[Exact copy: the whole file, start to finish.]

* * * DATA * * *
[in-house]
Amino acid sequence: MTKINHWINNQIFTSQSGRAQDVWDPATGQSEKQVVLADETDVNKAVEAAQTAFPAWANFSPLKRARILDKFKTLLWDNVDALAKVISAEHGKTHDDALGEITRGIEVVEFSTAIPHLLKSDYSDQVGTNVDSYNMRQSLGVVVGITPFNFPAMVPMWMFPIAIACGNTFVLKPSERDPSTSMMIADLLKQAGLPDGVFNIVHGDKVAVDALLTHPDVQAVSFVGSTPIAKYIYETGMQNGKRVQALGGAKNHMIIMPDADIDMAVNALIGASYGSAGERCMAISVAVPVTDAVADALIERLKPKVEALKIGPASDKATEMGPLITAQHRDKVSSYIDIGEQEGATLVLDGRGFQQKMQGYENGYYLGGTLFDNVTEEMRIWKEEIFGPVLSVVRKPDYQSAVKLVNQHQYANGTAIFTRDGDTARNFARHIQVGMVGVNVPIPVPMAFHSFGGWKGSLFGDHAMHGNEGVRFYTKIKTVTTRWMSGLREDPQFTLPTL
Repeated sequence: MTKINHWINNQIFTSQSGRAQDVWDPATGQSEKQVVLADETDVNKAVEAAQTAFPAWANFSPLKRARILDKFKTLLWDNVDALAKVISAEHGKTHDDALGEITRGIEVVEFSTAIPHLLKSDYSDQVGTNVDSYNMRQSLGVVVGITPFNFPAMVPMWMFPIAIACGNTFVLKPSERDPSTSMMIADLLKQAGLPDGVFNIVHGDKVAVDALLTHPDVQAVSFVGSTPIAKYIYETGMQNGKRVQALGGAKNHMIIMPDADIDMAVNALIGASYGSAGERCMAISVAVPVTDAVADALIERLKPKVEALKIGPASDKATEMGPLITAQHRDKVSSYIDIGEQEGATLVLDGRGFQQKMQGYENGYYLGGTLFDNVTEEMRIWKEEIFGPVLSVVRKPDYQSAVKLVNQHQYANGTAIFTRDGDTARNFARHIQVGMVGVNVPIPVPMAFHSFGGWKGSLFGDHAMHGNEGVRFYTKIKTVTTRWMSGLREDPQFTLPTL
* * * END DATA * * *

[in-house]
Amino acid sequence: MTKINHWINNQIFTSQSGRAQDVWDPATGQSEKQVVLADETDVNKAVEAAQTAFPAWANFSPLKRARILDKFKTLLWDNVDALAKVISAEHGKTHDDALGEITRGIEVVEFSTAIPHLLKSDYSDQVGTNVDSYNMRQSLGVVVGITPFNFPAMVPMWMFPIAIACGNTFVLKPSERDPSTSMMIADLLKQAGLPDGVFNIVHGDKVAVDALLTHPDVQAVSFVGSTPIAKYIYETGMQNGKRVQALGGAKNHMIIMPDADIDMAVNALIGASYGSAGERCMAISVAVPVTDAVADALIERLKPKVEALKIGPASDKATEMGPLITAQHRDKVSSYIDIGEQEGATLVLDGRGFQQKMQGYENGYYLGGTLFDNVTEEMRIWKEEIFGPVLSVVRKPDYQSAVKLVNQHQYANGTAIFTRDGDTARNFARHIQVGMVGVNVPIPVPMAFHSFGGWKGSLFGDHAMHGNEGVRFYTKIKTVTTRWMSGLREDPQFTLPTL
Repeated sequence: MTKINHWINNQIFTSQSGRAQDVWDPATGQSEKQVVLADETDVNKAVEAAQTAFPAWANFSPLKRARILDKFKTLLWDNVDALAKVISAEHGKTHDDALGEITRGIEVVEFSTAIPHLLKSDYSDQVGTNVDSYNMRQSLGVVVGITPFNFPAMVPMWMFPIAIACGNTFVLKPSERDPSTSMMIADLLKQAGLPDGVFNIVHGDKVAVDALLTHPDVQAVSFVGSTPIAKYIYETGMQNGKRVQALGGAKNHMIIMPDADIDMAVNALIGASYGSAGERCMAISVAVPVTDAVADALIERLKPKVEALKIGPASDKATEMGPLITAQHRDKVSSYIDIGEQEGATLVLDGRGFQQKMQGYENGYYLGGTLFDNVTEEMRIWKEEIFGPVLSVVRKPDYQSAVKLVNQHQYANGTAIFTRDGDTARNFARHIQVGMVGVNVPIPVPMAFHSFGGWKGSLFGDHAMHGNEGVRFYTKIKTVTTRWMSGLREDPQFTLPTL